Review: Superman #41
July 1st, 2015 | by Kyle King
The DC Comics “Truth” storyline, about the revelation of Superman’s secret identity and the reduction of his superpowers, is moving forward, most recently with this week’s Superman #41 by Gene Luen Yang and John Romita, Jr.
Initially, I tried to contain my skepticism about the concept and trust the capable creators behind the four books through which this tale is being told, but it is becoming more and more difficult to regard this post-Convergence reboot as anything but a misfire that squanders the talents of the teams behind this story.
Increasingly, “Truth” rings false.
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One month into “Truth” and DC Comics is presenting readers with less of a cohesive story than a disjointed, awkwardly arranged series of parallel adventures arranged around a common theme. The latest entry in that effort, Yang’s debut on the Superman title, occurs out of chronological order, taking us back to the time before Clark Kent was exposed as the Man of Steel.
Clark, accompanied by Jimmy Olsen, acts on an anonymous tip, and, after Lois Lane becomes involved in the investigation, the Daily Planet reporting team exposes a newly-elected state senator as a secret supplier of high-tech weaponry to criminal gangs and foreign military dictators. Clark’s source proves to be sinister, threatening to expose the superhero’s identity unless the Man of Tomorrow does his bidding. A shootout ensues in which Superman, weakened by the latest use of his super-flare, appears to be wounded by gunfire in a cliffhanger ending.
Critique and Discussion:
While it remains possible that the four creative teams from Action Comics, Batman/Superman, Superman/Wonder Woman, and Superman ultimately will pull “Truth” together in a coherent and comprehensive way, the unfortunate fact is that, for now, DC is overdoing it with the Man of Steel’s present arc.
When first introduced, the new super-flare power was judiciously used to good dramatic effect, but now it has become the same easy creative crutch that kryptonite became in years past; the revealing of Superman’s secret identity to Jimmy produced new storytelling nuances, but the breaking of the news publicly went too far.
Originally, I even tried to give the creative talent behind “Truth” the benefit of the doubt by crediting them with good intentions for making Lois the journalist who got the scoop on Supes’ secret. That assumption on my part led to some productive discussion on Twitter, in which “Shades of Limelight” noted that reporters always must strike an ethical balance between the protection of the innocent and the public’s right to know.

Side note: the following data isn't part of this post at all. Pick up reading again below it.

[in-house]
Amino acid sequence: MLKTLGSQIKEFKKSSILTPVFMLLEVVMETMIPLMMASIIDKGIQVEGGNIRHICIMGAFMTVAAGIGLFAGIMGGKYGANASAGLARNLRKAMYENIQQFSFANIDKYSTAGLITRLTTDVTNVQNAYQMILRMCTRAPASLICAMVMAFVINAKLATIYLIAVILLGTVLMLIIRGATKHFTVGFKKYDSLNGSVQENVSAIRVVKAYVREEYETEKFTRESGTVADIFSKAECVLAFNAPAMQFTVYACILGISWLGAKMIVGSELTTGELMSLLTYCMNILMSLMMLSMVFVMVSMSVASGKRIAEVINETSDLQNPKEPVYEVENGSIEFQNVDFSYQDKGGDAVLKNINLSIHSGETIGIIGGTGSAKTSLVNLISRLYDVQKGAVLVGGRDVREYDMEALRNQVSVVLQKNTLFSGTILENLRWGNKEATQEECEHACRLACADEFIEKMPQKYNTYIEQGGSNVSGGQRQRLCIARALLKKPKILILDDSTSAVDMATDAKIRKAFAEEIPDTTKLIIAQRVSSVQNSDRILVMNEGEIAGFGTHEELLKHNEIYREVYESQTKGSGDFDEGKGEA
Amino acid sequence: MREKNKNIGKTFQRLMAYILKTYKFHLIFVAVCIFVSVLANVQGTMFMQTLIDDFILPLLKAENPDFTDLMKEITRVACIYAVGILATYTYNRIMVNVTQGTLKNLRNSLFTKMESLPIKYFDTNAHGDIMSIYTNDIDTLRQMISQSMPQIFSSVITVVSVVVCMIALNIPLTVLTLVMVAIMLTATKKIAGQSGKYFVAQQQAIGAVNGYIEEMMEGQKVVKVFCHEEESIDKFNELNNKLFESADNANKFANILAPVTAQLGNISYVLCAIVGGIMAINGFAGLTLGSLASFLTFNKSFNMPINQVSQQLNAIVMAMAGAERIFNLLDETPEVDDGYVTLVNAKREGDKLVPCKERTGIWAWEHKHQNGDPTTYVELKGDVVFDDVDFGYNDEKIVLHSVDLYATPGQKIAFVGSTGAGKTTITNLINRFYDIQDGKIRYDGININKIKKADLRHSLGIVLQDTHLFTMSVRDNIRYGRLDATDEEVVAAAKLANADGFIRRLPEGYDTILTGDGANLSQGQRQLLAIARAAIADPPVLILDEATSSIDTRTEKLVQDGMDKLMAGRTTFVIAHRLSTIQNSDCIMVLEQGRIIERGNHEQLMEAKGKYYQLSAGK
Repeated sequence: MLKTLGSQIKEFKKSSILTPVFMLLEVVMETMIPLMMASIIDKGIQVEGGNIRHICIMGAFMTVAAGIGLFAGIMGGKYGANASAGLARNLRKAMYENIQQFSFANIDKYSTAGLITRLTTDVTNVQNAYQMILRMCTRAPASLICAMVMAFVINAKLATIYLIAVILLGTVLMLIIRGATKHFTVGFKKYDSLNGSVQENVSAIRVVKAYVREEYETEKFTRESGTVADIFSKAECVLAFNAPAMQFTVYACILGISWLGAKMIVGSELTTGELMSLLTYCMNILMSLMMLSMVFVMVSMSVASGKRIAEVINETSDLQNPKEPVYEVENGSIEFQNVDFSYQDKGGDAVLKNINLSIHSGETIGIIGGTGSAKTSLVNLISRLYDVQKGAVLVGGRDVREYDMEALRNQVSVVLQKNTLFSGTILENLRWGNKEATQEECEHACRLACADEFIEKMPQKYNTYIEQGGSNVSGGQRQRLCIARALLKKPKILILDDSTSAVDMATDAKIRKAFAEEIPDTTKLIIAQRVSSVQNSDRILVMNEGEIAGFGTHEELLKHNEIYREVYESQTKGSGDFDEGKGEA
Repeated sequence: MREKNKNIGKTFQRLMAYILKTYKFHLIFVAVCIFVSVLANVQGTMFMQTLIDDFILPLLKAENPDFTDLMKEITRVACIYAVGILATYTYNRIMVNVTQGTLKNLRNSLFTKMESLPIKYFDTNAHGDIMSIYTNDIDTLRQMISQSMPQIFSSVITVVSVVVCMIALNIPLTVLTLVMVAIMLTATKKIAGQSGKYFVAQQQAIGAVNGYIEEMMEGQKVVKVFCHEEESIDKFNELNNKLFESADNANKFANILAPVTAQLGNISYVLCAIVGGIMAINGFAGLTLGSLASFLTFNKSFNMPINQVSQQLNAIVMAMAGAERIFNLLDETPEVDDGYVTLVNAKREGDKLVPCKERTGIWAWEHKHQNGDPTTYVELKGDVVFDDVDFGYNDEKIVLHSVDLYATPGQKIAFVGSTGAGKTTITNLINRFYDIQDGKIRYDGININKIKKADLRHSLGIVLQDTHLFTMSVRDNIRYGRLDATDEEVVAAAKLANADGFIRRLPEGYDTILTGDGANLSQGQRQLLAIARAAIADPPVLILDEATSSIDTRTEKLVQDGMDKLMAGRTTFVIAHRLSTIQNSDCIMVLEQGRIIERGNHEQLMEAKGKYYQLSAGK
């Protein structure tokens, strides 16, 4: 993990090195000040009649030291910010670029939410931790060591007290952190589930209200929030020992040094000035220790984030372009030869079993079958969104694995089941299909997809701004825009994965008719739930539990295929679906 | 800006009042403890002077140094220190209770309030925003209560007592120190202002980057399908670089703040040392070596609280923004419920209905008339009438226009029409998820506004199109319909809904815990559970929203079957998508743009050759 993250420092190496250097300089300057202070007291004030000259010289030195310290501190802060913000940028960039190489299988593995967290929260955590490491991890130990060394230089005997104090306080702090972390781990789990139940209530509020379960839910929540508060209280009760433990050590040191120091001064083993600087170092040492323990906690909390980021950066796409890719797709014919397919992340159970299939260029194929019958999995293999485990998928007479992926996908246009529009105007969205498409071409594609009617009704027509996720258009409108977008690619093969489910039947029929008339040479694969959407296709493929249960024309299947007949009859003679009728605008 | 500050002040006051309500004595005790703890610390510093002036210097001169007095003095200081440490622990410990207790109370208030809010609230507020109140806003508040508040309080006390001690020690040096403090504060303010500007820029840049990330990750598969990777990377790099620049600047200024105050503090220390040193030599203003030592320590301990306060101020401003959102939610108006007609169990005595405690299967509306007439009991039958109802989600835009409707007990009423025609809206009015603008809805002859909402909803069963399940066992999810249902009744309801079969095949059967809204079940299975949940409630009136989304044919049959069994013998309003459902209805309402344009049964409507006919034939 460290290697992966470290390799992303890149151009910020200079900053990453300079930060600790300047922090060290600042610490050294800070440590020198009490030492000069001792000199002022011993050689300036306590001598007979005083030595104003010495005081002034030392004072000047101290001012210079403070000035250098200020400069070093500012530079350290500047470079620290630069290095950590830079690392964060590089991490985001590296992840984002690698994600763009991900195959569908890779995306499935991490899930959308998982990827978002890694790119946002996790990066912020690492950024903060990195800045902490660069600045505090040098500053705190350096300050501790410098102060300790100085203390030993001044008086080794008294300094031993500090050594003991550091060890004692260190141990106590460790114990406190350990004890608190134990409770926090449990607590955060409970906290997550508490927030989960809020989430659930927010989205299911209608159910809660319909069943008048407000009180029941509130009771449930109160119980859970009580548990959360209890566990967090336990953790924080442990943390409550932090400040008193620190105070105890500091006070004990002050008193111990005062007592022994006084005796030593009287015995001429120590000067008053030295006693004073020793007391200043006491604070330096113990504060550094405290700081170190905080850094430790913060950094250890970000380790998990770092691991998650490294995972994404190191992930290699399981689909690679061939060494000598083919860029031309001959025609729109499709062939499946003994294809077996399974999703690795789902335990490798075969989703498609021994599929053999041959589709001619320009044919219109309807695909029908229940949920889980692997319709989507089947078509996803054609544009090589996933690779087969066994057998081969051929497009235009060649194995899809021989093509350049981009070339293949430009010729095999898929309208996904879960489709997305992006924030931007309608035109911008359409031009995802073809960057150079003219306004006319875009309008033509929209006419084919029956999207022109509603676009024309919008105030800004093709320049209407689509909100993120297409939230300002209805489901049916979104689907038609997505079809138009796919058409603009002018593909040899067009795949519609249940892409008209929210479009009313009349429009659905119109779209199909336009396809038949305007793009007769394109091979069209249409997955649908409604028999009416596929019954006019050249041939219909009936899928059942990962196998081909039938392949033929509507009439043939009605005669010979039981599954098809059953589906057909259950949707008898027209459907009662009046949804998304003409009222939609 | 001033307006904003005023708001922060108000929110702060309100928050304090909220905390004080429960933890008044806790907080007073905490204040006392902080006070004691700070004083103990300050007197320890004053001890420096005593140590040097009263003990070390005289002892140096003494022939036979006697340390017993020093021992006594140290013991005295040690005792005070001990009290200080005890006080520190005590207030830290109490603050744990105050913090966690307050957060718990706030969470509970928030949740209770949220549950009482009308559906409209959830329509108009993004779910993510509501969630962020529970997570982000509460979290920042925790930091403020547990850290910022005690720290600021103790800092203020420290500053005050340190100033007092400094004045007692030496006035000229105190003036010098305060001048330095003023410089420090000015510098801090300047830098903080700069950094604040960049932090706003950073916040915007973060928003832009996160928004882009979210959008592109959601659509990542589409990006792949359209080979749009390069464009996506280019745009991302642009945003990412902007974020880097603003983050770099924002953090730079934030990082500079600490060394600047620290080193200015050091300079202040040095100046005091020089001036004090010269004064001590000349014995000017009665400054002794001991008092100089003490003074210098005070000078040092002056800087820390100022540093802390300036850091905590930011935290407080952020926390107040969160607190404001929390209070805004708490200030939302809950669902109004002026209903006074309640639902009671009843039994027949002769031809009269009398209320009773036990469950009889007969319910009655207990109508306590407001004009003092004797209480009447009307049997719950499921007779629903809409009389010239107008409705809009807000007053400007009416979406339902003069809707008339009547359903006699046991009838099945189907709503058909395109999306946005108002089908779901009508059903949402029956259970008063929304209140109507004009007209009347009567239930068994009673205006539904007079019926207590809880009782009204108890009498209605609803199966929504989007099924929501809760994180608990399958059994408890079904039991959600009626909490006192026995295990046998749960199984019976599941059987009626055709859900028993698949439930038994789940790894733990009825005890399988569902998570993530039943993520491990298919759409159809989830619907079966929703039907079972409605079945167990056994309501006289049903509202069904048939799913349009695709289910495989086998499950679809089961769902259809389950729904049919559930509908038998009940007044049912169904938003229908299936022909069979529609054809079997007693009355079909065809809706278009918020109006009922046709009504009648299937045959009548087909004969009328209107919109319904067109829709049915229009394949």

It was noted that since Superman was not abusing his power, exposing him did not serve a greater good and, in fact, endangered the people he maintained a secret identity to protect. Lois Lane, a compassionate as well as passionate journalist, trusts Superman because “he’s proven to her that he is a force for the greater good to help the helpless.”
In the course of the same Twitter exchange, Maya, whose “gateway comic” was an issue of Superman’s Girlfriend, Lois Lane, concurred with Shades, citing specific evidence in support of the proposition that Lois wouldn’t expose Superman if she could. In the ninth issue of Lois’s solo title, published in May 1959, she was tricked into thinking her suspicions about Clark had been printed in the Planet. Lois confronts her editor, Perry White, insisting: “Even if the evidence had been true, I wouldn’t print the story! I’d die before I’d betray Superman!”
Maya’s position is borne out by even older issues, such as Superman’s Pal, Jimmy Olsen #21 and Showcase #9, both released in 1957. In the former, Jimmy attempts to convince Lois he is “a sneak and a traitor” by pretending he is about to unearth the secret of Superman’s true identity, supposedly hidden inside a sealed envelope. Lois refuses to be tricked, incredulously asking, “Jimmy! You aren’t going to open it and betray your pal, Superman, are you?”
In the following month’s issue of Showcase, Lois goes to even greater lengths, repeatedly concealing evidence while thinking, “Superman, you’ll thank me some day for protecting your secret identity so often!”
That is the Lois Lane for whom readers have had respect and affection for three-quarters of a century, but that is not the Lois Lane appearing in “Truth”; the new, but not improved, Lois Lane is, according to Romita, intended to “take what everybody else expects her to do and don’t do it. If she decides to be a bitch, let her be a bitch.” In Romita’s eyes, Lois is “annoying” and her discovery of Clark’s secret “should irritate” her.
This is no way to go about bringing us the 2015 versions of the Superman, Clark Kent, and Lois Lane readers have followed faithfully since 1938. For generations, Lois has entertained her suspicions, Clark has worked to preserve his secret, we have been presented with ruses and misunderstandings and the occasional dream reveal or “imaginary story” supposition, but, ultimately, Superman’s true identity has remained under wraps for going on eight decades.
There is a reason for that, and this deviation from the fundamental assumptions underlying these characters offers, at best, an infinitesimal short-term storytelling gain at an inestimable long-term characterization cost. At this point, unfortunately, it appears clear that what “Truth” has set free is a genie that ought to have remained in a bottle more tightly-capped than that which once contained the city of Kandor.
T. Kyle King is a Contributor to ComiConverse. Follow him on Twitter: @TKyleKing.